• Cochlear nerves transected in the internal meatus were studied in six totally deaf ears and in one ear with profound deafness. In five ears deafness had followed surgical procedures in the oval window, in one it was the result of a mumps infection, and one was probably due to a virus infection or a vascular lesion. In four cases there was no great reduction in the nerve fiber population and the ultrastructure appeared normal. In three nerves there was a reduction in the number of nerve fibers, interfibrillar fibrosis, and disorganized material or extensive degenerative changes in the myelin sheaths. In all specimens artificial myelin changes were seen that apparently resulted from manipulation of the specimens at removal. Analysis of these cochlear nerves suggests that retrograde degeneration after severe cochlear insults may not be as frequent as has been thought on the basis of animal studies.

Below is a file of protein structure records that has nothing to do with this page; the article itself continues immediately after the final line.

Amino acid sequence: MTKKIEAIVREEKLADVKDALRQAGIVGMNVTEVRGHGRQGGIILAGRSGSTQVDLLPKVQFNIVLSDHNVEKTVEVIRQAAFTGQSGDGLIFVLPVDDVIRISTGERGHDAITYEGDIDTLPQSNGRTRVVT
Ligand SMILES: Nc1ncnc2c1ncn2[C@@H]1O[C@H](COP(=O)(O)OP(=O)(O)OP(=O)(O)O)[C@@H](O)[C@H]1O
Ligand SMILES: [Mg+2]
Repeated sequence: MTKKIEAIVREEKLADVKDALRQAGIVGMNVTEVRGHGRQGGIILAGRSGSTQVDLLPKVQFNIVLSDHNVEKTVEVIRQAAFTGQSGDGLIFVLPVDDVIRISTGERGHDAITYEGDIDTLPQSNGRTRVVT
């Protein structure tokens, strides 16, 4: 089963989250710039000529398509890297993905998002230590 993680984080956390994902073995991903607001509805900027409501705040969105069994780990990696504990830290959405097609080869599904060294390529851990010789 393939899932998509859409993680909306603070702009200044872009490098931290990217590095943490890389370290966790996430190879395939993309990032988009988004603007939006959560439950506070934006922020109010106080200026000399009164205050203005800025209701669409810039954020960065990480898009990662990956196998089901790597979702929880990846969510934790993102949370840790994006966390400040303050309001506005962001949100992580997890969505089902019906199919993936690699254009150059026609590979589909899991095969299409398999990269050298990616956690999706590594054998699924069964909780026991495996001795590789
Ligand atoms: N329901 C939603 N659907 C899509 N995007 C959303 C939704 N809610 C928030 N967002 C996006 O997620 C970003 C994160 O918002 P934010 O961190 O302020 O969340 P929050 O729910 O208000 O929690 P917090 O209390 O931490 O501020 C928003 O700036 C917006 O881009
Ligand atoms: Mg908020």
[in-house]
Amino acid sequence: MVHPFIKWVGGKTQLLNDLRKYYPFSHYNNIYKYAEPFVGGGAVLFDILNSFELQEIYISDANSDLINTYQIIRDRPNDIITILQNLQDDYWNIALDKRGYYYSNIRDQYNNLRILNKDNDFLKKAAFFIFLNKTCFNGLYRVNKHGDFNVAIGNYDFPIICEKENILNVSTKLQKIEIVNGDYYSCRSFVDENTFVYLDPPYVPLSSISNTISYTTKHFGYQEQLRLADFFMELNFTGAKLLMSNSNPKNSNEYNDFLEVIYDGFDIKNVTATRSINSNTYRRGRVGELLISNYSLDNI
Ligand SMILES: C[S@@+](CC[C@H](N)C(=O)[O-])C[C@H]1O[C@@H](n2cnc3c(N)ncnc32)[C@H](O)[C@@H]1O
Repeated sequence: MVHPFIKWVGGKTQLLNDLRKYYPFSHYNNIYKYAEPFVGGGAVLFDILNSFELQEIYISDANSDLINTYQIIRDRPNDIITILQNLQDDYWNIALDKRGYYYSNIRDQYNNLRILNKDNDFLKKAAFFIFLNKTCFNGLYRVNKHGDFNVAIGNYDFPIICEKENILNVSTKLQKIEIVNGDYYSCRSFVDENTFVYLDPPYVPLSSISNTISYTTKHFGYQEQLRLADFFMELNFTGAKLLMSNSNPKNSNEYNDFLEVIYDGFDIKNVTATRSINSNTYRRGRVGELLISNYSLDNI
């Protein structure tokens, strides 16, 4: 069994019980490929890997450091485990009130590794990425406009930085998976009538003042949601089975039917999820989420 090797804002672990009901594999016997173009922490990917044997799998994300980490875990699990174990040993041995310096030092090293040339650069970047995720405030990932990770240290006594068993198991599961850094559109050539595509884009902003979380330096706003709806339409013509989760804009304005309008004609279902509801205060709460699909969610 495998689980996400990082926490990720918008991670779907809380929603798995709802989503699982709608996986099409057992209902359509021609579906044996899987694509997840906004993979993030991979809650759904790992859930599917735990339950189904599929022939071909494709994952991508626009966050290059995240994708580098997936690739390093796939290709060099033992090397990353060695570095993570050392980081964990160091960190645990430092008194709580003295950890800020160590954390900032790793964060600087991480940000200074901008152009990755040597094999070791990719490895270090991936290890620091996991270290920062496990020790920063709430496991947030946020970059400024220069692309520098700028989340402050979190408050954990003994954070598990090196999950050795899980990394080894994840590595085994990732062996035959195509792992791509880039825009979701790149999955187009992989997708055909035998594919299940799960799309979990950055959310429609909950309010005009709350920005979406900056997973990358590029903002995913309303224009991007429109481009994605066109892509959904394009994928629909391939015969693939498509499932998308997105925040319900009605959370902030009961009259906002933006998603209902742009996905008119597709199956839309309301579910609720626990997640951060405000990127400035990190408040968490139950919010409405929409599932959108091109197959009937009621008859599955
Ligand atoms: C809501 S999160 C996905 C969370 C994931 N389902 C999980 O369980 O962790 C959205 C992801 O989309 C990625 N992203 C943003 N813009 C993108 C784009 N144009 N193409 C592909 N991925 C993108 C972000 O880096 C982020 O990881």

(Arch Otolaryngol 104:202-207, 1978)
Ylikoski J, Collan Y, Palva T. Pathologic Features of the Cochlear Nerve in Profound Deafness. Arch Otolaryngol. 1978;104(4):202–207. doi:10.1001/archotol.1978.00790040024005
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